The kiwifruit industry says it is "totally committed" to protecting migrant workers from exploitation after a Tauranga man facing exploitation charges made his second court appearance this week.
Jafar Kurisi has been charged under the Immigration Act 2009 with exploitation of an employee. The charge carries a maximum penalty of up to seven years imprisonment and/or a fine of up to $100,000.
His appearance comes after a joint investigation by Immigration New Zealand (INZ), supported by the police, and the Labour Inspectorate was launched in July after Zespri alerted INZ to allegations that two contracting companies were exploiting migrant workers.
"Information provided to INZ from different sources, including a comprehensive file from the kiwifruit industry allowed us to start building a picture of alleged worker exploitation by contractors in the Kiwifruit industry in the Bay of Plenty," Stephen Vaughan, INZ's general manager of verification and compliance, said on Thursday.
"Exploitation of vulnerable migrants will not be tolerated in New Zealand and we are fortunate to be working closely with the kiwifruit industry to ensure temporary workers are treated with respect and have the same employment conditions that all workers in New Zealand are entitled too."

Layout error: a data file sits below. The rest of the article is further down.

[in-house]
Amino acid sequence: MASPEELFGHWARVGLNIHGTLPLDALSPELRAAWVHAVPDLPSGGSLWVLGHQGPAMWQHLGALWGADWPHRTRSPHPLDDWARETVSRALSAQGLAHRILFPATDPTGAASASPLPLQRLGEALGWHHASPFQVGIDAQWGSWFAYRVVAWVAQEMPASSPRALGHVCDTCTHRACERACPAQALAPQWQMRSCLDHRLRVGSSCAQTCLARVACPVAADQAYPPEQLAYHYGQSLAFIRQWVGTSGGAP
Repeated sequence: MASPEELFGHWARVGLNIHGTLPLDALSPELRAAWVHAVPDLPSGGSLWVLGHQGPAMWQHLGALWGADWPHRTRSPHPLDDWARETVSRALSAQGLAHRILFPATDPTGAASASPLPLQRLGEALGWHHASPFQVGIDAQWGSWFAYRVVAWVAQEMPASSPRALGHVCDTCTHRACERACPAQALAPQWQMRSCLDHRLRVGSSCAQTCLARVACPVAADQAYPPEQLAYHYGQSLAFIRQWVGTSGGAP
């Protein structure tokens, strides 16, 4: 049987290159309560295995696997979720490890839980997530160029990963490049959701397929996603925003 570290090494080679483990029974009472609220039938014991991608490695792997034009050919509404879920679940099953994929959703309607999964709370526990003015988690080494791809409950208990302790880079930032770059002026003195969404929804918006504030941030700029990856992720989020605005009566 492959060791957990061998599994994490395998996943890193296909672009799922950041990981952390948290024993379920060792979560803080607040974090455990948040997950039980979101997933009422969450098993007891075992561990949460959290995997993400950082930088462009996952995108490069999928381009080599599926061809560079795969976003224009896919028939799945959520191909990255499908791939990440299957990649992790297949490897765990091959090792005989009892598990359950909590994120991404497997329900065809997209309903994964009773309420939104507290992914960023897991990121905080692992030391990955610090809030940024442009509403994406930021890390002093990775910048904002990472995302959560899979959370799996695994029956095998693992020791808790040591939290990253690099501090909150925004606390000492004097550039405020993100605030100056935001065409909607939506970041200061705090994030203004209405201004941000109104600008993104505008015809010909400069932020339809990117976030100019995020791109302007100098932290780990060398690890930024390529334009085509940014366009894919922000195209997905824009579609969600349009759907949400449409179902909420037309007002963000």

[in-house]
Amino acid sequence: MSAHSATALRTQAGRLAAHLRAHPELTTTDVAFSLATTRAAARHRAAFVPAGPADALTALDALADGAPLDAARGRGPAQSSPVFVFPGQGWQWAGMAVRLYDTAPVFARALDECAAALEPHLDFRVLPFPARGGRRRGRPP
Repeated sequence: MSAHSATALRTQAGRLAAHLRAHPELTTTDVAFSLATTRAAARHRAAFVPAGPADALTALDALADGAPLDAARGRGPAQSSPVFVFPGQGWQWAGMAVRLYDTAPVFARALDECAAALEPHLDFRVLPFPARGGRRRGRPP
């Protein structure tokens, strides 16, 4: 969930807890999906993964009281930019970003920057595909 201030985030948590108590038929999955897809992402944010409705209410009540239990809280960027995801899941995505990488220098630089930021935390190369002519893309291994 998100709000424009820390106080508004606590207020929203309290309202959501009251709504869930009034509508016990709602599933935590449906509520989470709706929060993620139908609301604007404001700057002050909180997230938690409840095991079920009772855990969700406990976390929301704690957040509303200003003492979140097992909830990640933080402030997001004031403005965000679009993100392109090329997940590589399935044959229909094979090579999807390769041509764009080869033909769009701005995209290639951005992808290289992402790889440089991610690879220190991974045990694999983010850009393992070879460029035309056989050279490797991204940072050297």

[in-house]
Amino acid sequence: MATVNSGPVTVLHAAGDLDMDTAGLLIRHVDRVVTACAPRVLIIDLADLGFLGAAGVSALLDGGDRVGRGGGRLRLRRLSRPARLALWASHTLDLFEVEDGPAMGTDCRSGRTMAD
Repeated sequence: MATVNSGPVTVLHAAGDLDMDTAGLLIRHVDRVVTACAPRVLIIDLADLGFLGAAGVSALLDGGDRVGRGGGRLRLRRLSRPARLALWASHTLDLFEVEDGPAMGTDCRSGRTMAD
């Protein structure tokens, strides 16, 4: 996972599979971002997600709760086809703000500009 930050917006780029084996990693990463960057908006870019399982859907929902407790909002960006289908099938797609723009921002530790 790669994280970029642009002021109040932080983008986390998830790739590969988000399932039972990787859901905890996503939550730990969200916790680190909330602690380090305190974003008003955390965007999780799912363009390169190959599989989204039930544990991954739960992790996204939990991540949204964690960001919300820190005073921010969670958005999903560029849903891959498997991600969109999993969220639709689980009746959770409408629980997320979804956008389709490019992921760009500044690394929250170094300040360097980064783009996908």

Zespri chief executive Dan Mathieson said migrant exploitation is unacceptable and the kiwifruit industry is totally committed to protecting its workers.
"While the vast majority of employers in the kiwifruit industry care for their people, a small minority fail to do so," said Mathieson.
"That’s unacceptable and we’re committed to holding them to account and to the continued development of robust compliance frameworks to help us do so.
"This includes vetting contractors before they’re allowed to work in the industry, regular audits, and a commitment to investigating concerns and to taking action against employers who fail to meet our standards."
Mathieson said those who had been impacted by the exploitation were being supported by the industry, including being provided with temporary employment with local orchards.
"People who choose to work in our industry are a critical part of our success and we want them to succeed too. Alongside the Government and NZKGI [New Zealand New Zealand Kiwifruit Growers Incorporated] we will continue to do everything we can to combat exploitation of workers and create an industry where people can thrive."
In 2016, Kurisi faced charges after playing a role in enticing Fijians to come to New Zealand to work. His co-accused in that case, Faroz Ali, was the first person to be convicted of human trafficking in New Zealand.
Kurisi was found guilty in 2017 of four representative charges relating to 13 workers who were not entitled to work in New Zealand. He was ordered to pay $55,000 and sentenced to 12 months' home detention.
INZ confirmed the latest charges against Kurisi related to a separate investigation.
Vaughan said investigations were continuing and more charges were possible.